Posted by Cyrus-Shepard
We all look at keyword rankings, but are they still a useful metric to report? In this week’s Whiteboard Friday, Cyrus Shepard discusses how changes in search have made individual keyword rankings a shaky metric at best, and he presents 10 needle-moving numbers to measure and report instead.
For reference, here’s a still of this week’s whiteboard!
The problem with keyword ranking reports
Howdy, Moz fans. Welcome to another edition of Whiteboard Friday. I’m Cyrus Shepard. Today we’re going to be talking about the death of keyword ranking reports.
Now, we all do keyword ranking reports. We’ve been doing them for several years. I do them. I still do them today. But I’m talking to a lot of agencies, a lot of big time agencies. They’re actually starting to turn the corner and stop delivering those keyword ranking reports to clients. There are a lot of reasons for that, and a lot of them have to do with recent changes with Google. But a lot go back to just the deficiencies that keyword ranking reports have always had.
So we’ve all got these
Posted by Cyrus-Shepard
The SEO’s system for themed keyword research.
If Google’s Penguin update and Knowledge Graph have taught us anything, it’s that concepts have become more important than individual keywords for search marketing.
Many people in the SEO space mistakenly assume that because Google withholds keyword referral data in the form of (not provided), keywords no longer matter.
Nothing could be further from the truth.
Every search begins with keywords. Over 5 billion Google searches a day. Consider the following:
- Google’s entire business is based on selling keywords Ã¢Â€Â“ over 40 billion dollars a year, most of it from keyword sales through advertising.
- (not provided) affects only post-click analytics. It doesn’t influence the pre-click keywords users type into search boxes.
- Keywords and their meaning remain the primary input search engines use to deliver answers to users (while other inputs such as location data and app integration are on the rise).
Marketers who invest in smart keyword research will continue to have a huge advantage over the competition.
The trick today is turning those keywords into concepts.
From single keywords to themed concepts
Posted by timresnik
October 18th, 2011, the day Google announced “Secure Search,” was a dark day for many search marketers. We had hope, though; we were told only a small fraction of search referrals from Google would apply. This was proven false in just a few weeks as (not provided) quickly hit 10+% for many sites. Then, a year later, seemingly out of the blue, Google started to encrypt almost all searches. Today, we are approaching the dreaded extinction of Google organic keyword data:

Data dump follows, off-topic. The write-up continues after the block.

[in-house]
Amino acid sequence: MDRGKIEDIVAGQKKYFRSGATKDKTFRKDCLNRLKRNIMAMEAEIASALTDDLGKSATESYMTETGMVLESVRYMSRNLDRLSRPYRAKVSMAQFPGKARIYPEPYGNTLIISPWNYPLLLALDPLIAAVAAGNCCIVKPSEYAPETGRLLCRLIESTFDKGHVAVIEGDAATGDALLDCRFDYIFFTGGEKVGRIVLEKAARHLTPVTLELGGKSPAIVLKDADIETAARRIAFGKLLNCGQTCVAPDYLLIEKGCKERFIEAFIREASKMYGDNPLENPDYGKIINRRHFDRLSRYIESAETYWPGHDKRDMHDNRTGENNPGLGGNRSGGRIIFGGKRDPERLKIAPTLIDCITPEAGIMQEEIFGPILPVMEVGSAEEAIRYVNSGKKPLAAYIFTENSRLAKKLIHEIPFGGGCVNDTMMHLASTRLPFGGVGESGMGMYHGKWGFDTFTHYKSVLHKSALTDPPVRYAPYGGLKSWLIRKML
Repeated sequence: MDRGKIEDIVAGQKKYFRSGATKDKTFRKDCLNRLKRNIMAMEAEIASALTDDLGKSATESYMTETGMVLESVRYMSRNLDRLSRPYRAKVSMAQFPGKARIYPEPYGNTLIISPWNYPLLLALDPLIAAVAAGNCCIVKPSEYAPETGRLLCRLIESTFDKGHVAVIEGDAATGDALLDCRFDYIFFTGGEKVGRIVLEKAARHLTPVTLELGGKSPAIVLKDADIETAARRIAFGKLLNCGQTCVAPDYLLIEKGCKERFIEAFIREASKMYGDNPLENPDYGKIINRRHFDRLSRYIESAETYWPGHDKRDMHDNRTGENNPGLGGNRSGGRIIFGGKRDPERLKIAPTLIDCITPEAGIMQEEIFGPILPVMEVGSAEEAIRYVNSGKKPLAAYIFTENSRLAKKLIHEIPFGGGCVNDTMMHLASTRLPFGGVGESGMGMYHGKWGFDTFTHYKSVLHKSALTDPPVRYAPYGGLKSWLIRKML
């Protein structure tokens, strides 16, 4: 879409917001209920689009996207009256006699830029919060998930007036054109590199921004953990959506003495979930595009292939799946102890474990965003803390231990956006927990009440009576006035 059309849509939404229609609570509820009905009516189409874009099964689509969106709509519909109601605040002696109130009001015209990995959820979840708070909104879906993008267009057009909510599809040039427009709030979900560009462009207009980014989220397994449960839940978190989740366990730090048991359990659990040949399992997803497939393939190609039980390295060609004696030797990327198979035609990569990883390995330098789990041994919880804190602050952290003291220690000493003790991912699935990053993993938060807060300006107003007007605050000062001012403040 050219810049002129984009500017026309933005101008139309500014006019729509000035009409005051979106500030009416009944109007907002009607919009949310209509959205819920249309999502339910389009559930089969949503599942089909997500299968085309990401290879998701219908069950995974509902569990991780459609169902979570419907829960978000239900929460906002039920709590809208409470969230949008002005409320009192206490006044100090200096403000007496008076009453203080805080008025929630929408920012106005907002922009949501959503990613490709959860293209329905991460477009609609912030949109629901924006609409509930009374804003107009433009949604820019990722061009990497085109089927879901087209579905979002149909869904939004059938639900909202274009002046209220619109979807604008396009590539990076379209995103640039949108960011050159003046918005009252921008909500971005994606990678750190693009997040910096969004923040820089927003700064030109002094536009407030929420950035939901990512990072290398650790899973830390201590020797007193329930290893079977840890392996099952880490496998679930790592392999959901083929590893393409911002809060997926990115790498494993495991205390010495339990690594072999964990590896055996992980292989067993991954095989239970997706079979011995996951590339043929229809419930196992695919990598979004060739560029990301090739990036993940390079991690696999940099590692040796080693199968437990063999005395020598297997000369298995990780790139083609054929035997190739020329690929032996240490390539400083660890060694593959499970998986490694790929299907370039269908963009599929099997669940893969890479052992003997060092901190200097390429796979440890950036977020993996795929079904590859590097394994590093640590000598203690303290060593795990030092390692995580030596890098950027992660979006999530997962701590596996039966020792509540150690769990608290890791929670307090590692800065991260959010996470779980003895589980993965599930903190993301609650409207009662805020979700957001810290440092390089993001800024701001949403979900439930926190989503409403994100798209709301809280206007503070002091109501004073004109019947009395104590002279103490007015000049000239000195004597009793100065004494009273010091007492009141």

Oh keywords, how I will miss thee.
Knowing the keywords that send us traffic from Google Search has always been a major pillar on which search marketers execute and measure the effectiveness of an SEO strategy. With Google “Secure Search” and keywords being stripped from the referral string, it’s starting to look more like a crutchÃ¢Â€Â”or worse, a crutch that will very soon no longer exist at all. Here are five ideas and two bonus resources to help nurse keyword targeting and search ROI back to health. Will they solve all your problems? No. Will they inform a direction for future “provided” solutions? Maybe. Are they better than nothing? Most definitely.
1. Use … Read the rest
Posted by MartinMacDonald
Despite keywords being slightly out of fashion, thanks to the whole (not provided) debacle, it remains the case that a large part of an SEO’s work revolves around discovering opportunity and filling that same opportunity with content to rank.
When you are focusing on smaller groups of terms, there are plenty of tools to help; the Moz Keyword Difficulty Tool being a great example.
These tools function by checking the top results for a given keyword, and looking at various strength metrics to give you a snapshot as to how tough they are to rank for.
The problem is, though, that these tools operate on the fly, and generally only allow you to search for a small amount of keywords at any one time. The Moz tool, for instance, limits you to 20 keywords.
But I need to check 100,000 keywords!
By the end of this tutorial you will be able to visualize keyword difficulty data in a couple of ways, either by keyword:
Or by keyword type:
Or by category of keyword, spliced by specific position in the results:
So what do we need to do?
All keyword difficulty tools work in the same way … Read the rest
When Keyword (not provided) is 100 Percent of Organic Referrals, What Should Marketers Do? – Whiteboard Tuesday
Posted by randfish
For nearly two years, marketers have been frustrated by a steadily increasing percentage of keywords (not provided). Recent changes by Google have sent those numbers soaring. The site Not Provided Count now reports an average of nearly 74% of keywords not provided, and speculation abounds that it won’t be long before 100% of keywords are masked. Without that referral data, our tasks as Internet marketers become far more difficultÃ¢Â€Â”but not impossible.
In this special Whiteboard Tuesday, Rand covers what marketers can do to make up for this drastic change, finding data from other sources to stay on top of their SEO efforts.
For reference, here’s a still image of today’s whiteboard!
Howdy, Moz fans, and welcome to another edition of Whiteboard Friday! Today I’m going to talk about this extremely troublesome and worrisome problem that Google has expanded “keyword (not provided)” potentially to 100% of all organic referrals. This isn’t necessarily that they’ve flipped the entire switch, and everyone’s going to see it this week, but certainly over the next several months, it’s been suggested,